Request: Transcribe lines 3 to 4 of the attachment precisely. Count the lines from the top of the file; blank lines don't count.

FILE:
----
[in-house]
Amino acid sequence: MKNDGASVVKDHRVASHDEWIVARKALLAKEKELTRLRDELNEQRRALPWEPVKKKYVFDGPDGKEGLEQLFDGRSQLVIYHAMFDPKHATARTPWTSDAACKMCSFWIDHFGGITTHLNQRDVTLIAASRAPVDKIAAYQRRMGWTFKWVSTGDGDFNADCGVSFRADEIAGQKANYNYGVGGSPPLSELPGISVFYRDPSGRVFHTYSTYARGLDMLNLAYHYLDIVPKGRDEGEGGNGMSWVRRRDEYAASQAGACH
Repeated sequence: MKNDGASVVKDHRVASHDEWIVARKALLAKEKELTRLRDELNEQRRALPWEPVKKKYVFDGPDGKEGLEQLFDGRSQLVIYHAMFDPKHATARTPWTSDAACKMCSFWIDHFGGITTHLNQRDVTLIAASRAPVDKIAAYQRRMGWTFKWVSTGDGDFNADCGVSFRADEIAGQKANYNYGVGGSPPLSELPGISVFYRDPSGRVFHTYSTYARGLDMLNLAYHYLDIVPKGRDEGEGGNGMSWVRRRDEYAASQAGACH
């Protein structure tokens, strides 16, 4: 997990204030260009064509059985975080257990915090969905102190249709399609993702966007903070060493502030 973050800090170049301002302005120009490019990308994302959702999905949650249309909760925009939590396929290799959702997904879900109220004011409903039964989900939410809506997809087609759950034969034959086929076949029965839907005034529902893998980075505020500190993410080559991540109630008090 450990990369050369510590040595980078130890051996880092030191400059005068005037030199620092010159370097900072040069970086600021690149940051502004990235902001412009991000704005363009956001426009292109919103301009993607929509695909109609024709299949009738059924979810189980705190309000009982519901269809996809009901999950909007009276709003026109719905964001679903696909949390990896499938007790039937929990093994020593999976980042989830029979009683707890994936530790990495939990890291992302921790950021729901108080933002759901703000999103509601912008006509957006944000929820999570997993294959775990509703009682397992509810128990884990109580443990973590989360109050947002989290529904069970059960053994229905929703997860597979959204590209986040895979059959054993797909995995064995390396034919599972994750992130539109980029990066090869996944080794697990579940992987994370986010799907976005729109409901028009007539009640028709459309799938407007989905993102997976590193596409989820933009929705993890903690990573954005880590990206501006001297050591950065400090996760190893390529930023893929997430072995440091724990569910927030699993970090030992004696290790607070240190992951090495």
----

Repeated sequence: MKNDGASVVKDHRVASHDEWIVARKALLAKEKELTRLRDELNEQRRALPWEPVKKKYVFDGPDGKEGLEQLFDGRSQLVIYHAMFDPKHATARTPWTSDAACKMCSFWIDHFGGITTHLNQRDVTLIAASRAPVDKIAAYQRRMGWTFKWVSTGDGDFNADCGVSFRADEIAGQKANYNYGVGGSPPLSELPGISVFYRDPSGRVFHTYSTYARGLDMLNLAYHYLDIVPKGRDEGEGGNGMSWVRRRDEYAASQAGACH
């Protein structure tokens, strides 16, 4: 997990204030260009064509059985975080257990915090969905102190249709399609993702966007903070060493502030 973050800090170049301002302005120009490019990308994302959702999905949650249309909760925009939590396929290799959702997904879900109220004011409903039964989900939410809506997809087609759950034969034959086929076949029965839907005034529902893998980075505020500190993410080559991540109630008090 450990990369050369510590040595980078130890051996880092030191400059005068005037030199620092010159370097900072040069970086600021690149940051502004990235902001412009991000704005363009956001426009292109919103301009993607929509695909109609024709299949009738059924979810189980705190309000009982519901269809996809009901999950909007009276709003026109719905964001679903696909949390990896499938007790039937929990093994020593999976980042989830029979009683707890994936530790990495939990890291992302921790950021729901108080933002759901703000999103509601912008006509957006944000929820999570997993294959775990509703009682397992509810128990884990109580443990973590989360109050947002989290529904069970059960053994229905929703997860597979959204590209986040895979059959054993797909995995064995390396034919599972994750992130539109980029990066090869996944080794697990579940992987994370986010799907976005729109409901028009007539009640028709459309799938407007989905993102997976590193596409989820933009929705993890903690990573954005880590990206501006001297050591950065400090996760190893390529930023893929997430072995440091724990569910927030699993970090030992004696290790607070240190992951090495």